Renal transplantation at Oregon Health and Science University: recent results and protocols.

Muralikrishna S. Golconda, Angelo M. de Mattos, Jonathan Prather, Ali J. Olyaei, Lori Fletcher, Mary Ann Head, Paula Wetzsteon, John M. Barry, Douglas J. Norman

Research output: Contribution to journalArticlepeer-review

7 Scopus citations

Abstract

Renal transplants have been performed at the University Hospital, Portland, OR since 1959. In the 5-year period between January 1997 and December 2001, 736 kidney-only transplants were performed at our institution. Living donor transplants comprise an increasing proportion of the transplants performed. Our patient and graft survival rates, both short- and long-term reflect the close collaboration between the transplantation medicine and transplantation surgery faculties, and the excellent support from nurse-coordinators, histocompatibility laboratory specialists and the organ procurement organization. Since September 2001, we have used a risk-based immunosuppression algorithm. The incidence of acute rejection within the first 3 months following transplantation ranged from 7-18% in the different risk groups. We have incorporated surveillance renal allograft biopsies into our standard of care and biopsies are performed at 3 months and one year after transplantation. The incidence of subclinical rejection was 15% on the 3-month surveillance biopsies and 4% on the one-year biopsies. The majority of these rejection episodes were CCTT type I acute rejection, which responded to treatment with pulse steroids. Since 1991, we have been transplanting kidneys from blood group A2 donors into blood group B or O recipients. Graft survival is similar to that in patients receiving an ABO compatible transplant. We have recently adopted the use of intravenous immune globulin to abrogate a positive crossmatch and allow transplantation of a kidney from a living donor. Six patients have been successfully transplanted using this protocol. In an effort to speed up the work-up of recipients waiting for a deceased donor kidney transplant, we have implemented a computer-driven algorithm. By generating a list of patients who should be crossmatched, and by automating generation of work sheets and reports, this computer-driven program has expedited deceased donor workups.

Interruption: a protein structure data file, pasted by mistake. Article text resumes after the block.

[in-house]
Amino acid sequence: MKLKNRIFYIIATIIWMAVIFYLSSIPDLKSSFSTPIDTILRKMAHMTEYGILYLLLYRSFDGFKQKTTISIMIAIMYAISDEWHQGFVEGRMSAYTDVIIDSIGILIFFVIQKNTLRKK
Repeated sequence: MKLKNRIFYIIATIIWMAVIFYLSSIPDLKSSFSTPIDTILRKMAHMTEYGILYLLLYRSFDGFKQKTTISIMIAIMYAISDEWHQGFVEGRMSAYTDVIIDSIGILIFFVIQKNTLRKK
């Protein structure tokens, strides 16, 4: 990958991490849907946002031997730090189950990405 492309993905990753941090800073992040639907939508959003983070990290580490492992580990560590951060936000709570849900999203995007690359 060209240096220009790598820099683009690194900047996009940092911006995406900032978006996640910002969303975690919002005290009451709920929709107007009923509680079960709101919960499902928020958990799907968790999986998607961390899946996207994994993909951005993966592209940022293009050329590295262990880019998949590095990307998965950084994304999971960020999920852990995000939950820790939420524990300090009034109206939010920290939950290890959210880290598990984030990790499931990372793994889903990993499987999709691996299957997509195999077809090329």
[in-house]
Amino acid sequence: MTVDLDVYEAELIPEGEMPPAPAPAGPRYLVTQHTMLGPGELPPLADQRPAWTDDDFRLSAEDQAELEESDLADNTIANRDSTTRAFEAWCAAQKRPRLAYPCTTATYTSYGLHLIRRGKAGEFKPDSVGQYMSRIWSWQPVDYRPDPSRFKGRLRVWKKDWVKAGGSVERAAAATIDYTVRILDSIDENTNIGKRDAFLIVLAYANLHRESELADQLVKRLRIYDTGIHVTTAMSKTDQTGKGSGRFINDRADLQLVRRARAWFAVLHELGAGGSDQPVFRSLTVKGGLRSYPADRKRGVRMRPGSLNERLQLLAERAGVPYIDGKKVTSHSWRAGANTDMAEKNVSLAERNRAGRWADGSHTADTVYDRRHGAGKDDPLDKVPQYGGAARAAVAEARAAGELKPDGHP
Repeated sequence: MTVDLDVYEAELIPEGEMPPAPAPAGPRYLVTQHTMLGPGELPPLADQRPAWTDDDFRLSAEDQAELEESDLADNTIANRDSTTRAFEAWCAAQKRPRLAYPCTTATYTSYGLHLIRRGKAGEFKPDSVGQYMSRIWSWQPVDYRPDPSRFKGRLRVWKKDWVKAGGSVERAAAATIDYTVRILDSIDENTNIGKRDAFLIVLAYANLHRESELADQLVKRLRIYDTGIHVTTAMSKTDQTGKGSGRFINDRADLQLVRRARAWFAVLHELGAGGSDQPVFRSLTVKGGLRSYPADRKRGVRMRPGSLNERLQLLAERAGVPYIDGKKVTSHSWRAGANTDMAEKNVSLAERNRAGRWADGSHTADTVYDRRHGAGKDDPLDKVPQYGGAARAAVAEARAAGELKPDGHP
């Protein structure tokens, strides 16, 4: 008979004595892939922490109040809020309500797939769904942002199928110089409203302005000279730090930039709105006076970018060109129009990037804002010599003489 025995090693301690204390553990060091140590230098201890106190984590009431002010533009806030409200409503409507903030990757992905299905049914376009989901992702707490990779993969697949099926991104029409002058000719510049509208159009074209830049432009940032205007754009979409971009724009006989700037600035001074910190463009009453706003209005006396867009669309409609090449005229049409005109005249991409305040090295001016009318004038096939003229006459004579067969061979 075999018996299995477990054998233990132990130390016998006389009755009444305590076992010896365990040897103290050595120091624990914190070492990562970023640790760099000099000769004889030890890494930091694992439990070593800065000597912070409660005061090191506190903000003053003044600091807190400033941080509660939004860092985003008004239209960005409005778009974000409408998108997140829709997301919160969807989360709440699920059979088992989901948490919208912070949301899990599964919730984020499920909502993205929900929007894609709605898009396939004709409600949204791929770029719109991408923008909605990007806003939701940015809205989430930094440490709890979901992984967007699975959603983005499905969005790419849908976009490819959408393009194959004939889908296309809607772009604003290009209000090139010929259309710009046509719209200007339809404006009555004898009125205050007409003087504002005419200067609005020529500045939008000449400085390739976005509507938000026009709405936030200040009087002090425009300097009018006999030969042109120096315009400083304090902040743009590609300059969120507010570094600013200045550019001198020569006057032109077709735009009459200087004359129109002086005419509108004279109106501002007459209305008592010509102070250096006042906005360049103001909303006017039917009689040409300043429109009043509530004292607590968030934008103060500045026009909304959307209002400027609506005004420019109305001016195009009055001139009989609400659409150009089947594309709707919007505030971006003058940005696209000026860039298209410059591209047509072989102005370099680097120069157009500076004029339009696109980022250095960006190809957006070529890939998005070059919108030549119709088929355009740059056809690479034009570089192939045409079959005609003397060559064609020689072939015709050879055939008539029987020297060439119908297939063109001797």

Original languageEnglish (US)
Pages (from-to)149-154
Number of pages6
JournalClinical transplants
StatePublished - 2003

ASJC Scopus subject areas

  • Medicine(all)

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